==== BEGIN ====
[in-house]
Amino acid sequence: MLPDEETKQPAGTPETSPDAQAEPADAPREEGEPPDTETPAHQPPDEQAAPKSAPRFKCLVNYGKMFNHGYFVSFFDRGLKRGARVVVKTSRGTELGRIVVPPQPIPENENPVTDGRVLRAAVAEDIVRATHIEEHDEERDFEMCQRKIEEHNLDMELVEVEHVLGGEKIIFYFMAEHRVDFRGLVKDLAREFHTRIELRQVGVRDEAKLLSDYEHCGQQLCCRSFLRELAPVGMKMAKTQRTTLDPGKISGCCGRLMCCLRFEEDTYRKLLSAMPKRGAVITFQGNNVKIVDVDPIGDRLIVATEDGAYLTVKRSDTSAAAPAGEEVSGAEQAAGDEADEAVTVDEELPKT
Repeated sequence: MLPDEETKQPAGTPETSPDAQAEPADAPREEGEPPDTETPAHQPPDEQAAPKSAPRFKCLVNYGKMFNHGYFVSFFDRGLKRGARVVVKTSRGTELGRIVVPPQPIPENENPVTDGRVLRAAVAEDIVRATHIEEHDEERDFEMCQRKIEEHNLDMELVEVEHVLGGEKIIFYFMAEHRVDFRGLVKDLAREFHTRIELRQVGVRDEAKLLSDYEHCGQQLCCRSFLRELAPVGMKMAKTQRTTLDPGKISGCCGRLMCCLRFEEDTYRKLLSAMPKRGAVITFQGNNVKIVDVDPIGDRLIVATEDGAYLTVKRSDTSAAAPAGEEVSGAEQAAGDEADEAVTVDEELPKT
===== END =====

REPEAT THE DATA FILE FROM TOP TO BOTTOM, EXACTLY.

[in-house]
Amino acid sequence: MLPDEETKQPAGTPETSPDAQAEPADAPREEGEPPDTETPAHQPPDEQAAPKSAPRFKCLVNYGKMFNHGYFVSFFDRGLKRGARVVVKTSRGTELGRIVVPPQPIPENENPVTDGRVLRAAVAEDIVRATHIEEHDEERDFEMCQRKIEEHNLDMELVEVEHVLGGEKIIFYFMAEHRVDFRGLVKDLAREFHTRIELRQVGVRDEAKLLSDYEHCGQQLCCRSFLRELAPVGMKMAKTQRTTLDPGKISGCCGRLMCCLRFEEDTYRKLLSAMPKRGAVITFQGNNVKIVDVDPIGDRLIVATEDGAYLTVKRSDTSAAAPAGEEVSGAEQAAGDEADEAVTVDEELPKT
Repeated sequence: MLPDEETKQPAGTPETSPDAQAEPADAPREEGEPPDTETPAHQPPDEQAAPKSAPRFKCLVNYGKMFNHGYFVSFFDRGLKRGARVVVKTSRGTELGRIVVPPQPIPENENPVTDGRVLRAAVAEDIVRATHIEEHDEERDFEMCQRKIEEHNLDMELVEVEHVLGGEKIIFYFMAEHRVDFRGLVKDLAREFHTRIELRQVGVRDEAKLLSDYEHCGQQLCCRSFLRELAPVGMKMAKTQRTTLDPGKISGCCGRLMCCLRFEEDTYRKLLSAMPKRGAVITFQGNNVKIVDVDPIGDRLIVATEDGAYLTVKRSDTSAAAPAGEEVSGAEQAAGDEADEAVTVDEELPKT